What’s all the fuss about Longwall Mining, anyway?

Trent Ernst, Editor

There’s been some confusion about the difference between types of mining. For many, underground mining is underground mining, but there are vast differences between hard rock mining (zinc, iron copper, etc), which in turn has a number of variations, and coal mining, which breaks down into two main types of mining techniques: room and pillar and longwall.

There are over 100 mines in the United States that use the Longwall technique, which was introduced into the US in the 1950s. While there are over 1300 coal mines in the US in total, longwall mines produce nearly half the total output of coal.

Longwall mining was also introduced to Canada at around the same time, with one of the first Longwall Mines in Canada being the 4-Star mine in Nova Scotia, which used the first hydraulically powered roof supports in 1966.

However, there are currently only two underground coal mines in Canada, both of which use the room and pillar technique. One of those, Grande Cache Coal, used longwall mining up until about 1996. However, since then, there have been no longwall mines in Canada.

According to Gary Gould, vice-resident of Hillsborough Resources, the company that operates one of those mines on Vancouver Island, the two techniques are vastly different. “Imagine if you will the downtown of a city,” says Gould, of the room and pillar method. “You have roads running between blocks of apartment buildings. The buildings are the pillars, which hold the roof up, while the roads are the rooms that are being mined.”

Gould says that once all the rooms have been mined, they then start removing the pillars from the far end, allowing the roof to collapse behind the miners. “It only takes about four or five months to train somebody to a point where they can operate the equipment for normal mining. But when you’re removing the pillars behind you, you want someone with four or five year’s worth of experience.”

Retreat mining, as this stage of the room and pillar process is known, is one of the most dangerous types of mining, accounting for fully one quarter of all coal mining deaths in North America, even though it represents only about ten percent of coal mining activity. Pillar removal must be done very precisely, and the collapse must be controlled lest the concussion of the falling roof blast all the miners out of the mine. Many mines don’t even bother with retreat mining. As a result, most room and pillar mines only recover about 50% of the coal in a seam.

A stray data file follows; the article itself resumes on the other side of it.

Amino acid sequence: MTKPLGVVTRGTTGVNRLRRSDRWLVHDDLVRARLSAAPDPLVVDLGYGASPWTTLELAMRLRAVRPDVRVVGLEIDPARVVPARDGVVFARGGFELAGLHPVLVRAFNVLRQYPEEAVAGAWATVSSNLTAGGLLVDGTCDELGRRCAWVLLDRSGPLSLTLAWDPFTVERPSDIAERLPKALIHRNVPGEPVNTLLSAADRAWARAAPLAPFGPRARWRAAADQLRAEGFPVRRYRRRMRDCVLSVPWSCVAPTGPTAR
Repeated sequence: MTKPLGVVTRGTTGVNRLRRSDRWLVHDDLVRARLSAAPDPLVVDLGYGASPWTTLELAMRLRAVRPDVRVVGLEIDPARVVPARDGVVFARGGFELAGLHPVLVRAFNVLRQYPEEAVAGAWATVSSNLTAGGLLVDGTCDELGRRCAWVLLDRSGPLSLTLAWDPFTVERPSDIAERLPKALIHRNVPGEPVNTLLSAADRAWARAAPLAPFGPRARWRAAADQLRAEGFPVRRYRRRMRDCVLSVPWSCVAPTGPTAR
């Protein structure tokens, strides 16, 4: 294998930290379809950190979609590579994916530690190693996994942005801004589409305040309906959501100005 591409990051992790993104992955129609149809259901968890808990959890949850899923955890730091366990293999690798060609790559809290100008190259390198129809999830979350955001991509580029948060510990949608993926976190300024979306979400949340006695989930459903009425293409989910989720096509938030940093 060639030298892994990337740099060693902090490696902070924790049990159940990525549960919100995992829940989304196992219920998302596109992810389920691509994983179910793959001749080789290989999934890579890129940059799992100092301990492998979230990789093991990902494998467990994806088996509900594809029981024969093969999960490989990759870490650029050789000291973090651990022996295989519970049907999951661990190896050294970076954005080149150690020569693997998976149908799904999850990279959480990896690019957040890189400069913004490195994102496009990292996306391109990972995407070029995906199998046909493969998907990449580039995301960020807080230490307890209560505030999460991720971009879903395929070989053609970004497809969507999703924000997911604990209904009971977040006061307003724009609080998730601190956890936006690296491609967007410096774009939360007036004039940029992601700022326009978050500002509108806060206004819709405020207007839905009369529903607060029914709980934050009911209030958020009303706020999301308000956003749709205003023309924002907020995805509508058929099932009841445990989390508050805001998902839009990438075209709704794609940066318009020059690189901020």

Longwall mining, on the other hand, could be considered a continual form of retreat mining, as the roof of the mine is constantly collapsing behind the mining activity. Because they do not have to leave any pillars behind (except along the access corridors), the recovery rate is significantly higher than room and pillar, usually between 80 and 90 percent.

Tim Joseph is a professor in the University of Alberta School of Mining. He says that one of the reasons that longwall mining isn’t used in Alberta and BC is because the geological stresses in this region are difficult. “For the underground coal mines back in Cape Breton, the mines were a lot like the mines back in the UK. But the closer you get to the mountains, the more horizontal stress you have. If you are going to do a longwall mine in that area, you need a very good geotechnical engineer.”

Most of the longwall mines in the US are located on the east coast.

In longwall mining, the coal seam is divided into long panels. These panels are typically a few hundred metres across and a few kilometers long. These panels typically fall off a central shaft (or main gate) where crews, equipment and fresh air travel.

Gate roads are drilled to the back of the panels for access, and the miners work from the far end of the panel back towards the main access shaft. Rather than leave pillars for support, hydraulic roof supports are put in that run the entire length of the panel. A cutting head runs along the face of the seam, knocking the coal down onto a conveyor belt.

With each cut (or series of cuts, depending on the thickness of the seam), the entire longwall unit—shearer, conveyor and hydraulic roof supports move forward. As the unit moves forward, the roof behind the unit is collapsed, filling in the open space.

Because the roof is constantly collapsing behind the miner, it is important that everything is functioning properly. Rather than rely on humans to move the hydraulics forward, the system is highly automated.

While companies do what they can to mitigate risk, and Huiyong Holdings, the lead partner in HD Mining, has never had a fatality at any of their nine mines, the technique is inherently dangerous. The roof is constantly collapsing behind the advancing sheerer. In 2010, 25 miners died in West Virginia, in the Upper Big Branch mine. It is the deadliest mine accident in North America in the last 25 years. And it was a longwall mine.